Cross-Cultural Universality of Knowledge Attributions

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Abstract
We selected three effects of knowledge attribution recently reported about Anglo-American participants, i.e., (1) ceteris paribus people are less willing to ascribe knowledge for true beliefs based on probabilistic evidence than for true beliefs based on perceptual evidence; (2) ceteris paribus people are more willing to attribute knowledge to a protagonist when she engages in harmful activities than when she engages in beneficent activities even in Gettierized scenarios; (3) in certain cases, people are willing to attribute knowledge to a protagonist while denying her the corresponding belief. We translated the vignettes used in these existing studies into Chinese and Korean and then ran the studies with participants in China and South Korea. Strikingly, all three of the effects that had been found with Anglo-American participants also emerged with participants from these other cultures. We conclude with a discussion on the theoretical implications of the rather extraordinary cross-cultural universality in people's epistemic intuitions.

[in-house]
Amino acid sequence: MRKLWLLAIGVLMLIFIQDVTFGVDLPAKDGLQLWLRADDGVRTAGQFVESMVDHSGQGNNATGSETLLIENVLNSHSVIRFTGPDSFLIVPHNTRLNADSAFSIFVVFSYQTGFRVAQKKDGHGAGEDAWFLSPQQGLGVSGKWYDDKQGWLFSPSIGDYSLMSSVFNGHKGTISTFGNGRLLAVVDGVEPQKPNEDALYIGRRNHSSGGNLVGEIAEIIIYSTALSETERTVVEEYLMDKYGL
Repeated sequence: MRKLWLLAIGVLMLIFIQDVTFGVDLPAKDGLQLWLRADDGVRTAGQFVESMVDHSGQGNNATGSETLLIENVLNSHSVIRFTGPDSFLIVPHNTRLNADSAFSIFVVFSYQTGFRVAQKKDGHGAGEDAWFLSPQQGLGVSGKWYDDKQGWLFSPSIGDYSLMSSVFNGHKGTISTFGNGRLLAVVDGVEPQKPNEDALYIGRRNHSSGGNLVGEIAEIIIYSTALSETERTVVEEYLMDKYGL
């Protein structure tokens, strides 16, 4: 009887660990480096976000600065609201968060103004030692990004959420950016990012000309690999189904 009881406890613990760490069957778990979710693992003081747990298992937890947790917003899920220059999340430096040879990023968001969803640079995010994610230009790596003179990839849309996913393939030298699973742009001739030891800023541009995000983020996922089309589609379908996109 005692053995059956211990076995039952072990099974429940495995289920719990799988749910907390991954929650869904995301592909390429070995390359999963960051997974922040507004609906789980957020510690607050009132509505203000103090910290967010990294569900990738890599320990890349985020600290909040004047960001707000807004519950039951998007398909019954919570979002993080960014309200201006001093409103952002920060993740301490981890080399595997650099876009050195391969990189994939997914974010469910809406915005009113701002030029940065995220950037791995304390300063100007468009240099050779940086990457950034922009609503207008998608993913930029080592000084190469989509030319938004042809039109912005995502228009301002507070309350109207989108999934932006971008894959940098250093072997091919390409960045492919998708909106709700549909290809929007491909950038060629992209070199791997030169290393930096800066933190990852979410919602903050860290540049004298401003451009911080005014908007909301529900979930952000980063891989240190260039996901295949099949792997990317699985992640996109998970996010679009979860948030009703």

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First archival date: 2016-07-29
Latest version: 3 (2019-09-22)
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Elusive Knowledge.Lewis, David K.

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2016-07-29

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